0
$\begingroup$

enter image description here

The point O is where the small mass is attached. I'm trying to find out the minimum velocity that should be given to the mass so that it can complete a full circle but if the fixed point is accelerating, how will it affect the answer? What force will act on the particle?

$\endgroup$
  • $\begingroup$ Can't you just apply the equivalence principle? $\endgroup$ – João Vítor G. Lima Feb 28 '19 at 14:41
  • $\begingroup$ Uh what is that? I haven't really covered relativity so I don't know how to... $\endgroup$ – Sameer Thakur Feb 28 '19 at 16:03
  • $\begingroup$ Just consider that the acceleration $a$ becomes a pseudo force field in the opposite direction and you're done. $\endgroup$ – João Vítor G. Lima Feb 28 '19 at 16:38
0
$\begingroup$

The pseudo force acts in the vertically downward direction if the acceleration is vertically up. If the acceleration is given in vector form as xi+yj then the pseudo force is m(-xi-yj). Where m is the mass of body.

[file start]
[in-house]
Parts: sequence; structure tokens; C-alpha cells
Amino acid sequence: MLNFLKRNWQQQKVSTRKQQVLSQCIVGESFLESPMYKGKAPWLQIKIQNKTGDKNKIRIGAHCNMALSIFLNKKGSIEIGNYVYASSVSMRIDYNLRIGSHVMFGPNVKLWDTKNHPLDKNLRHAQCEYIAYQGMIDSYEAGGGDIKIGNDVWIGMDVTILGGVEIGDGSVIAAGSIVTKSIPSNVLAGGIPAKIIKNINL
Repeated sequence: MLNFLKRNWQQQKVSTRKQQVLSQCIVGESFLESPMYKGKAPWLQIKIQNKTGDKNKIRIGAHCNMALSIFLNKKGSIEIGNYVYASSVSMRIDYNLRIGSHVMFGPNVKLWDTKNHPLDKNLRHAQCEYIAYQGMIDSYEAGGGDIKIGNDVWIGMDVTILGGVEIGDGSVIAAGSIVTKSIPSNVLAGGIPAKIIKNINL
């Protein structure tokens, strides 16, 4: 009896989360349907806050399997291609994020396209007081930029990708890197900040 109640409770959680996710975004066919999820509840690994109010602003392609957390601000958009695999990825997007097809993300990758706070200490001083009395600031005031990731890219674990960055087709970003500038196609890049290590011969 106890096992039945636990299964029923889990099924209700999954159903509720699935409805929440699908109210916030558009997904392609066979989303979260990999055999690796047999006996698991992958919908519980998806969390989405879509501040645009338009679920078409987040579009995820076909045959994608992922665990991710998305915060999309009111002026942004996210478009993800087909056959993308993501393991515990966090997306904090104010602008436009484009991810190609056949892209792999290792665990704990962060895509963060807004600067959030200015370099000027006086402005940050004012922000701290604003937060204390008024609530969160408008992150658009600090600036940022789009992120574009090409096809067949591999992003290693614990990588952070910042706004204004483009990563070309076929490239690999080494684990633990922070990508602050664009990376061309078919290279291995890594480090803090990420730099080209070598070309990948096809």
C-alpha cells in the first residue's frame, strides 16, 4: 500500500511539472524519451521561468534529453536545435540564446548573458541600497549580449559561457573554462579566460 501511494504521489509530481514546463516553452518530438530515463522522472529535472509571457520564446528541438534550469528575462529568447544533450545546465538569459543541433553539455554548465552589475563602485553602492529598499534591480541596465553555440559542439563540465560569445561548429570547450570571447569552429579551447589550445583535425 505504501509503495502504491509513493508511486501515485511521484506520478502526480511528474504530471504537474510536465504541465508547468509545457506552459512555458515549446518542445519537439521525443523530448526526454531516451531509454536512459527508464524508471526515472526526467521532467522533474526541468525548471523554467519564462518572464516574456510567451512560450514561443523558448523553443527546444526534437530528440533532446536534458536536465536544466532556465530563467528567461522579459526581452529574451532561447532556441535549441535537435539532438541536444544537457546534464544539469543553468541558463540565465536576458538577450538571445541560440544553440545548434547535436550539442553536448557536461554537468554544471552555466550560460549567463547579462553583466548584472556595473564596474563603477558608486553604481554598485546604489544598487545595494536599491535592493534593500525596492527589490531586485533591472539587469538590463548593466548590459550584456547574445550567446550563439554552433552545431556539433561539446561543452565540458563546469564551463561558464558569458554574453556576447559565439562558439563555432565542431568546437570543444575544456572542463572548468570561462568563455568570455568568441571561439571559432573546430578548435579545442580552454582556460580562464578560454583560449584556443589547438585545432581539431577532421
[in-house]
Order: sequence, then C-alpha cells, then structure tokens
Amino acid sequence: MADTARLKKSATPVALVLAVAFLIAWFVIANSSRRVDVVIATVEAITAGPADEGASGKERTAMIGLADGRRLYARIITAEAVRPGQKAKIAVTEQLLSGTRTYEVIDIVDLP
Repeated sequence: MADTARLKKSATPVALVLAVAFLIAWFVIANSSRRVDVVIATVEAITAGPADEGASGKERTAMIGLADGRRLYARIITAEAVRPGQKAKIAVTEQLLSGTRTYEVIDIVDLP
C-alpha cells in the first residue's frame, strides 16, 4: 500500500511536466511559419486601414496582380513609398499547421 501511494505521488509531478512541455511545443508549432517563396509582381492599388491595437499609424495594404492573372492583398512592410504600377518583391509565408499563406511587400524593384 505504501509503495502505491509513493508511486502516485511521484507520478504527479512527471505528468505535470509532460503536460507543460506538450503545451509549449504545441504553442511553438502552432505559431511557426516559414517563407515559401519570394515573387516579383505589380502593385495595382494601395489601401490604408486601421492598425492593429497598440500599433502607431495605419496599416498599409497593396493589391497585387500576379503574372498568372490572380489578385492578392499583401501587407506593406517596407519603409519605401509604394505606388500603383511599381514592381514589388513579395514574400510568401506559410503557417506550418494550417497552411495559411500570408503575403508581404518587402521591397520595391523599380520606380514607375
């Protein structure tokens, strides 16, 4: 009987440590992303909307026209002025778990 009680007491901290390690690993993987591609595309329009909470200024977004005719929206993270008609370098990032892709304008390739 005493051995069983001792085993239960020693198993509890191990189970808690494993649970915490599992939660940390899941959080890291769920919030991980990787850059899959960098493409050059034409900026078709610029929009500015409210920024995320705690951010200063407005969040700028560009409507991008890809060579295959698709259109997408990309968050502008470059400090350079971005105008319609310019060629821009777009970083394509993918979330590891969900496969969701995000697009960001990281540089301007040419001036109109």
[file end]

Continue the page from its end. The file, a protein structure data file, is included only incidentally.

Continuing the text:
To find minimum velocity, we must assume that the tension in the string is 0 at the highest point, hence only the force due to gravity and force due to pseudo force would contribute to the net centripetal force ($\frac{mv^2}{r}$). Where v is the velocity at the highest point . In this way the acceleration affects the minimum velocity.

$\endgroup$
  • $\begingroup$ Please have a look at my answer and confirm whether it's the right way. $\endgroup$ – Sameer Thakur Feb 28 '19 at 19:00
  • $\begingroup$ Also in that case if the point accelerates only in the x-direction, will it have no effect on the value of the minimum velocity required to complete the circle because at the topmost point the pseudo force won't be acting along the y-axis? $\endgroup$ – Sameer Thakur Feb 28 '19 at 19:05
0
$\begingroup$

So I took a special case when a=g/3 and there's a downward pseudo force and got this answer. Can someone confirm this?

enter image description here

$\endgroup$

Your Answer

By clicking “Post Your Answer”, you agree to our terms of service, privacy policy and cookie policy

Not the answer you're looking for? Browse other questions tagged or ask your own question.